3. A potential hydropower project (HPP) identified.
4. Project managed on time and within budget
|Status of Implementation Progress (Outputs, Activities, and Issues)||
1. In June 2013, ADB approved the minor change in scope (in lieu of the rehabilitation of 11 existing substations) as requested by GSE for the rehabilitation and improvement works in three substations: (i) rehabilitation of 500 kV Ksani substation, (ii) rehabilitation and expansion of 500/200/10 kV Marneuli substation, and (iii) additional transformer at Menji substation which are among the priorities of GSE's Strategic Development 2012-2020. The turnkey contracts were awarded in December 2014. Services commenced.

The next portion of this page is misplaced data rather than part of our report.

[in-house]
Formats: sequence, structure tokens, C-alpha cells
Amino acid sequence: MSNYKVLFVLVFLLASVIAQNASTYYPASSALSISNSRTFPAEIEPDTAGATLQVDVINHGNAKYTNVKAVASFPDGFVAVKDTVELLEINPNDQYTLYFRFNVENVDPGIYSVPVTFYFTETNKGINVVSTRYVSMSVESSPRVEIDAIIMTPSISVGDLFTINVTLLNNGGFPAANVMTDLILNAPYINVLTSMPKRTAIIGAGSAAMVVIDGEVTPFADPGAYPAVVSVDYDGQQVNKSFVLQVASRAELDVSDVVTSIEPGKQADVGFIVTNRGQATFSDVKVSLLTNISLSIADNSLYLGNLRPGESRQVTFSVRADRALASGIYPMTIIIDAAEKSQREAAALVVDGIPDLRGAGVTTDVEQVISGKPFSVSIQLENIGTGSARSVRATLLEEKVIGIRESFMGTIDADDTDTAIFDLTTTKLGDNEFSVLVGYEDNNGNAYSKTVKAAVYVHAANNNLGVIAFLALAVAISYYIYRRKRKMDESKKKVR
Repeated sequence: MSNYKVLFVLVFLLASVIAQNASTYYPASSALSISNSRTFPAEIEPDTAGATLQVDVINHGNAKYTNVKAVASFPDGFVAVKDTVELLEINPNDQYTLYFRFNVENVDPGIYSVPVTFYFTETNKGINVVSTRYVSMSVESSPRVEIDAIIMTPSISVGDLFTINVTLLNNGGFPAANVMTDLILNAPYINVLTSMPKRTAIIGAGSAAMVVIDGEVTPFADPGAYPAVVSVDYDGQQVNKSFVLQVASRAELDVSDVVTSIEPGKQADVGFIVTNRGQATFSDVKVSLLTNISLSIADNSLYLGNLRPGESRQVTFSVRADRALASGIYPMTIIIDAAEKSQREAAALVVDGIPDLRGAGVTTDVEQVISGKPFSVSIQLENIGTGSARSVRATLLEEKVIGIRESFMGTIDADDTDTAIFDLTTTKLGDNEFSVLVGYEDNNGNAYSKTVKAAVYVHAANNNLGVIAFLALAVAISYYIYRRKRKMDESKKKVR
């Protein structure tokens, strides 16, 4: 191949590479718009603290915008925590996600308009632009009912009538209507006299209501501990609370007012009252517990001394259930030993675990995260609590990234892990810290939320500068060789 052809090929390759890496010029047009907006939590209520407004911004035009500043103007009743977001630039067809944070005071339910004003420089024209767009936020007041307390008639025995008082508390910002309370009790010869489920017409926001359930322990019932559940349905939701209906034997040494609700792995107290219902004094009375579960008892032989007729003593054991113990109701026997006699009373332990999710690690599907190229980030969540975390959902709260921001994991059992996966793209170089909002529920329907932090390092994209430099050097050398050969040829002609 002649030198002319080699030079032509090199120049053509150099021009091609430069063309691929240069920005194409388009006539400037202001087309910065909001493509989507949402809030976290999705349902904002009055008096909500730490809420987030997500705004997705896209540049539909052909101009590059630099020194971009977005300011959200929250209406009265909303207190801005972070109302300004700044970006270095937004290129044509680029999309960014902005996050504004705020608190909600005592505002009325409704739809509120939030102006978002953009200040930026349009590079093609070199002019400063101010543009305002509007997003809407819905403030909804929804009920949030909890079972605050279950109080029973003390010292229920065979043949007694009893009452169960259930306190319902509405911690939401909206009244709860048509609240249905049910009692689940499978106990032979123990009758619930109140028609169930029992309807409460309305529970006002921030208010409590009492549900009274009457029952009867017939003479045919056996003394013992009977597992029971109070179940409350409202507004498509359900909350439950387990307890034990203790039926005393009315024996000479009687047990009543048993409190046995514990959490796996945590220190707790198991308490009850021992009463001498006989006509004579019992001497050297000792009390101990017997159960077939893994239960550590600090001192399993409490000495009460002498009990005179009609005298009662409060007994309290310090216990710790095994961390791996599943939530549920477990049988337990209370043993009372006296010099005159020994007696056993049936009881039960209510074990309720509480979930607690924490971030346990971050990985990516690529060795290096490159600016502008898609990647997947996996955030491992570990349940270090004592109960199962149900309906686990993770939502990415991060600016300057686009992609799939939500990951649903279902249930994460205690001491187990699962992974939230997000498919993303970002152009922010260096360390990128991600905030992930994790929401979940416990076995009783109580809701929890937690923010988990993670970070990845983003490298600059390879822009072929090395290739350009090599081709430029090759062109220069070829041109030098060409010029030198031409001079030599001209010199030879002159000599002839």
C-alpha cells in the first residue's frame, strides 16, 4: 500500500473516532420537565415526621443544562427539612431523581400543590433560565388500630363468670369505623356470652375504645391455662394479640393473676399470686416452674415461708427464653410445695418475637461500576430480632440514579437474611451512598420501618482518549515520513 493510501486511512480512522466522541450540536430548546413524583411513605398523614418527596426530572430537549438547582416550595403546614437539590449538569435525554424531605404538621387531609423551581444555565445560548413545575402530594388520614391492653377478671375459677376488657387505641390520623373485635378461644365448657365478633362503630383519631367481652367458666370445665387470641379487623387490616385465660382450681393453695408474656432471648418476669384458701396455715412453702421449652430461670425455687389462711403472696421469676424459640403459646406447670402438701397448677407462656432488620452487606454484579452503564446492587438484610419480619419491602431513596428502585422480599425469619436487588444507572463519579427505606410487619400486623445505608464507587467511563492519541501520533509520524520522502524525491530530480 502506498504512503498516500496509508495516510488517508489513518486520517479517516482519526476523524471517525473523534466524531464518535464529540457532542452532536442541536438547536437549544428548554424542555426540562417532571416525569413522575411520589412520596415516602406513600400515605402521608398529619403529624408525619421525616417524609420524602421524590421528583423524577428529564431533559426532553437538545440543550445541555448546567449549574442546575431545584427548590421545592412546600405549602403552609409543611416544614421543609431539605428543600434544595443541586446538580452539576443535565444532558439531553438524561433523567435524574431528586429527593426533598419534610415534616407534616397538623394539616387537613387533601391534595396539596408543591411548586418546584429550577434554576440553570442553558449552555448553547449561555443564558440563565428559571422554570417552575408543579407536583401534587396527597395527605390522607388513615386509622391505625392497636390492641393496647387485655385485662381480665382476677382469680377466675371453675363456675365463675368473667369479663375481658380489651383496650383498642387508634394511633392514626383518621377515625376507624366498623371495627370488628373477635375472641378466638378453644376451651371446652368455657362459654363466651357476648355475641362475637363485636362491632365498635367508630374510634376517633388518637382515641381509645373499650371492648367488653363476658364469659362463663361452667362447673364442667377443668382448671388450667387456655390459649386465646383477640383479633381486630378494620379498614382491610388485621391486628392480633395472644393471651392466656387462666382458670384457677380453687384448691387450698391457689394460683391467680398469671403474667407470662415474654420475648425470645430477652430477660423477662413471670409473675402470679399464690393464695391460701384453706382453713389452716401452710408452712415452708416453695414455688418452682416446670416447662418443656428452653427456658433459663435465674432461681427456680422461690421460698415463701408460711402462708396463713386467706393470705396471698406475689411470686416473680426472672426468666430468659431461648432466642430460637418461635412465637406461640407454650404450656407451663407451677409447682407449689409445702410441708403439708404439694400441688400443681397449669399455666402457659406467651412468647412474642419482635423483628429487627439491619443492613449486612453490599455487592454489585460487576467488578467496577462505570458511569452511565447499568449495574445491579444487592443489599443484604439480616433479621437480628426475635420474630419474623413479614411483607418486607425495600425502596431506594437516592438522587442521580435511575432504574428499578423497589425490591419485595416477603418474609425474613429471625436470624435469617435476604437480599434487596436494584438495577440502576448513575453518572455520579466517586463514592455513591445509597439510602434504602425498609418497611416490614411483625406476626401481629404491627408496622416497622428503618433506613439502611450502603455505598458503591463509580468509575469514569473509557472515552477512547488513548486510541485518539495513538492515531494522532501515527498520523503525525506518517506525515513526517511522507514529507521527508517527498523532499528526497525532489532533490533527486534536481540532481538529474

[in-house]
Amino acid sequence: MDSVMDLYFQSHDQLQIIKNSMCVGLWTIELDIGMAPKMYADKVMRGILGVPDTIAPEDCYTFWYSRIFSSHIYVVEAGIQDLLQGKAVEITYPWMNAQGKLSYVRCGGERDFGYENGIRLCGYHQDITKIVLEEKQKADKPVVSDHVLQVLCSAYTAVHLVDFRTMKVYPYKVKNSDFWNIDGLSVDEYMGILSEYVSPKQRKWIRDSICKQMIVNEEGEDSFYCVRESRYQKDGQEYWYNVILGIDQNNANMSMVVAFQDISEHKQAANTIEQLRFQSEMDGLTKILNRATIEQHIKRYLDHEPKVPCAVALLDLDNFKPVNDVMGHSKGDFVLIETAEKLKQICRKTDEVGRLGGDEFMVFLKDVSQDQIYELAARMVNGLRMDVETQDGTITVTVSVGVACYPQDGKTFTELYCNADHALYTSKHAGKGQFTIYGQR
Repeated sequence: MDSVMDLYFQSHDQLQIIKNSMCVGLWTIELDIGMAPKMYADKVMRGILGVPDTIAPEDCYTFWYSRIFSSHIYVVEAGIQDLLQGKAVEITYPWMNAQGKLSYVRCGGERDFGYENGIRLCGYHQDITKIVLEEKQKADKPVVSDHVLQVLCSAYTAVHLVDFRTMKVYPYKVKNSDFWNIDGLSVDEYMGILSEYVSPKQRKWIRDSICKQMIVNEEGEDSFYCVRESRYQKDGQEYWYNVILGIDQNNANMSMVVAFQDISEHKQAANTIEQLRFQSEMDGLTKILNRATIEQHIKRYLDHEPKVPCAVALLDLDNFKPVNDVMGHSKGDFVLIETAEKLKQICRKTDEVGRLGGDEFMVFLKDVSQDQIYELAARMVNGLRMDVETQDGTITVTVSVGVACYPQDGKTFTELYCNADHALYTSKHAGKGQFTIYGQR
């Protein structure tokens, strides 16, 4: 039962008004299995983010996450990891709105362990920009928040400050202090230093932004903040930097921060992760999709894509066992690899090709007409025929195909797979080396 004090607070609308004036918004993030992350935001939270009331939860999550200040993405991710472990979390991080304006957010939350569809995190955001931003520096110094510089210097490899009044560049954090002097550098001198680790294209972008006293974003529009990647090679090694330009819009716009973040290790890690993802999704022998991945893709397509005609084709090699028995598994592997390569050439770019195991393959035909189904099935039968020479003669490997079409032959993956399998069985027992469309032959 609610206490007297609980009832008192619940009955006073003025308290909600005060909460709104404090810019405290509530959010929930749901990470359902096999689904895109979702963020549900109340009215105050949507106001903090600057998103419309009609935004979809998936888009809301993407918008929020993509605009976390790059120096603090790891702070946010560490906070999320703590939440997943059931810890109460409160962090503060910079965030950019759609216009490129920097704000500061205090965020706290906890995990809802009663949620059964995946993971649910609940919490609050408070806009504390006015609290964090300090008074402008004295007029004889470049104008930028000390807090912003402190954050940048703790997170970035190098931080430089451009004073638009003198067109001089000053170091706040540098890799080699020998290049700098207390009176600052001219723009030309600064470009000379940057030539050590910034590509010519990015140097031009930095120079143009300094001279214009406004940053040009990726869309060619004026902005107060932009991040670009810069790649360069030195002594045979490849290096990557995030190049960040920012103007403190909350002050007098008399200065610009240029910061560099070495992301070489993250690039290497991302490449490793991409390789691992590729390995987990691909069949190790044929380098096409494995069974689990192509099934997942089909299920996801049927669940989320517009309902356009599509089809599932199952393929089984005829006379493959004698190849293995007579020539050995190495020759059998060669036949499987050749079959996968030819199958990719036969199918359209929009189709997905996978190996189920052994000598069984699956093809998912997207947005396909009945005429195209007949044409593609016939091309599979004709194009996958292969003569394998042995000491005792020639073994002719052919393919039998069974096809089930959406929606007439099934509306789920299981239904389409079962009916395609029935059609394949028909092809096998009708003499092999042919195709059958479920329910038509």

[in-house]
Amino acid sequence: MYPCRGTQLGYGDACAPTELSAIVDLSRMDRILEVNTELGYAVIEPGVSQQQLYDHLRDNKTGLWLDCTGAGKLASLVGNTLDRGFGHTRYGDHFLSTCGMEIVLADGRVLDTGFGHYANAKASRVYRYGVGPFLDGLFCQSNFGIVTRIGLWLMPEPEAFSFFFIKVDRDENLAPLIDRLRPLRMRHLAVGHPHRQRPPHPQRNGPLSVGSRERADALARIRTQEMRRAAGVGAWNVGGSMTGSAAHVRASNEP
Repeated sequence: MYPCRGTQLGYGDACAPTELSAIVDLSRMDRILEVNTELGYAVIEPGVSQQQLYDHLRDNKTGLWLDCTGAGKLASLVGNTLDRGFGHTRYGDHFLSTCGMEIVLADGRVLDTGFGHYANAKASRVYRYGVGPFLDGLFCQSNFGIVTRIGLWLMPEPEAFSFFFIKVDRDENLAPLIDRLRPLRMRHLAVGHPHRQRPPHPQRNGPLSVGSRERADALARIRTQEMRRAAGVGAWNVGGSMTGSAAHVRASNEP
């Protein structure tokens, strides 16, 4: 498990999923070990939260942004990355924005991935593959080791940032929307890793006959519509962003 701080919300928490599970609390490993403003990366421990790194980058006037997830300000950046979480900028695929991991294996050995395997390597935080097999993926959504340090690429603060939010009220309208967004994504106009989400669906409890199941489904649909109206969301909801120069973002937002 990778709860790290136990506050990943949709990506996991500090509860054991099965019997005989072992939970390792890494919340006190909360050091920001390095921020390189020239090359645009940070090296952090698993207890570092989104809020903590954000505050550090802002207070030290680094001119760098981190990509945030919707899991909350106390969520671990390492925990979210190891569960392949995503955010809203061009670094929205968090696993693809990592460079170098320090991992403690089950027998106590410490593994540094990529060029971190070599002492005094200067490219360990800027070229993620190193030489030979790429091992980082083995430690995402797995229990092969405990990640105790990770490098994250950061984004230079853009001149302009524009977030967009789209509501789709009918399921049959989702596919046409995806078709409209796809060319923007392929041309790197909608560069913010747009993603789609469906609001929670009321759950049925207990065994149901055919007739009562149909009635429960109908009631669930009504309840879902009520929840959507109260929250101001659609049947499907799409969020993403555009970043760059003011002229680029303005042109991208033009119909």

2. Contract was awarded in July 2014, and contractors started services in Sept 2014.
3. Change in implementation arrangements approved the cancellation of this component.
4. Project management and construction supervision team recruited, and commenced their services in Sept 2014.
Ksani to border with Armenia
Gardabani to border with Azerbaijan
|Summary of Environmental and Social Aspects|
|Environmental Aspects||The project does not seem to involve major environmental issues that cannot be mitigated. Necessary due diligence was undertaken during PPTA.|
|Involuntary Resettlement||The project does not seem to involve major social issues that cannot be mitigated. Necessary due diligence was undertaken during PPTA.|
|Indigenous Peoples||No impacts on indigenous peoples are envisaged so far.|